Richard Ehrenborg’s problem on spanning trees in bipartite graphs

Richard Ehrenborg with a polyhedron

In the Problem session last Thursday in Oberwolfach, Steve Klee presented a beautiful problem of Richard Ehrenborg regarding the number of spanning trees in bipartite graphs.

Let G be a bipartite graph with m vertices on one side and n vertices on the other side, and with vertex-degrees d_1,d_2,\dots ,d_m and e_1,e_2,\dots e_n.

Ehrenborg’s problem: Is it the case that the number of spanning trees of G is at most

m^{-1}n^{-1} \prod_{i=1}^m d_i \prod_{j=1}^n e_j.

In words, the number of spanning trees is at most the product of the vertex degrees divided by the sizes of the two sides.

For example for the complete bipartite graph the number of the spanning trees is n^{m-1}m^{n-1} so equality hold.  More genarally,  equality holds for Ferrer’s graphs. Those are graphs where the vertices on the two sides are ordered and if (a,b) is an edge so are (a',b) and (a,b') for a'<a and b'<b. See this paper of Richard Ehrenborg and Stephanie van Willigenburg.

Steve Klee and Matthiew Stamps  found a new point of view for both the weighted and unweighted settings. (See this paper by Klee and Stamps and this paper.)

There is an analogous problem for general graphs where threshold graphs replace Ferrer’s graphs. This is related to a conjecture by Grone and Merris. (There are importat related works by Kelmans.) See this paper by Duval and Reiner and this paper by Martin and Reiner for related results and conjectures on spectrum of Laplacians for general simplicial complexes and shifted simplicial complexes.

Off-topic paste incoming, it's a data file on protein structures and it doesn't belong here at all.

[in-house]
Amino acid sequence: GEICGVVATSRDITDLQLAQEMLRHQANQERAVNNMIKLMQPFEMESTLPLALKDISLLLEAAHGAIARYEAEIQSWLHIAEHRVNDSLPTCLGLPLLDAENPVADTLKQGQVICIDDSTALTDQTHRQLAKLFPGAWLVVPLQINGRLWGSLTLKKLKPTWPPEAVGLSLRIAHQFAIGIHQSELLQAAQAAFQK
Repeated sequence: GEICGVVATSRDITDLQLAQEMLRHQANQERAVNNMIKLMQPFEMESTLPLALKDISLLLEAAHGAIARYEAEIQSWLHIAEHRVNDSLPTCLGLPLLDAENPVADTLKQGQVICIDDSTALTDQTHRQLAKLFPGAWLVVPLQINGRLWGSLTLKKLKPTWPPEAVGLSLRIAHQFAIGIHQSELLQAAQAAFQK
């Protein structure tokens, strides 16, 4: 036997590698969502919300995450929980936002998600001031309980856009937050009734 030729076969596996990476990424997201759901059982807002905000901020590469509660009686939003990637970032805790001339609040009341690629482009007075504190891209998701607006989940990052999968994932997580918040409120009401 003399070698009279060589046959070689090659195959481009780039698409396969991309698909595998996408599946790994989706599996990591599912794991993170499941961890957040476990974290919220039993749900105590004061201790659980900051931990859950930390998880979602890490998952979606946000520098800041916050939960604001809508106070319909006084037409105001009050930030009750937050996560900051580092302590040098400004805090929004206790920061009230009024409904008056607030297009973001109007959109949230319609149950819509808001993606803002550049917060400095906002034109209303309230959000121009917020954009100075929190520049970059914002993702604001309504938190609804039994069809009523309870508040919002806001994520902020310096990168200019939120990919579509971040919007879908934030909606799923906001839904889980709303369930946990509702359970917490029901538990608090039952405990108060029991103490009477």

I have learned that the Crone-Merris conjecture itself was settled by Hua Bai in 2012. The book Spectra of Graphs By Andries E. Brouwer and Willem H. Haemer has a chapter about the proof. The Duval-Reiner’s high dimensional conjecture is still open. (I thank Vic Reiner for some helpful information.)  We also note an interesting 2012 paper Upper bounds for the number of spanning trees of graphs by Bozkurt, Ş. Burcu.

This entry was posted in Combinatorics, Open problems and tagged . Bookmark the permalink.

4 Responses to Richard Ehrenborg’s problem on spanning trees in bipartite graphs

  1. Jan Bok says:

    Hello, just a note. There is typo in “There is an analogous problem for general graphs WHERE threshold graphs replace Ferrer’s graphs.”

    GK: Thanks, corrected.

  2. Can anything special be said about the case where the bipartite graph is planar?

  3. Fedor Petrov says:

    Very attractive question indeed. Note that in any graph with degrees d_1\leqslant d_2\leqslant\ldots d_n the number of spanning trees does not exceed d_1\ldots d_{n-1} (quick proof: mark the vertex of maximal degree and consider any tree as rooted from the marked vertex, then each non-marked vertex must have a unique successor which is chosen from its neighbors), that looks quite close. We may reformulate further the question probabilistically: mark a vertex of degree d and choose fo any non-marked vertex v a random neighbor f(v) uniformly and independently. Then the probability that the function f does not have cycles (equivalently, that the f-orbit of any vertex contains a marked vertex) does not exceed d/(mn).

  4. Tom Copeland says:

    Looks like he’s holding a permutahedron.

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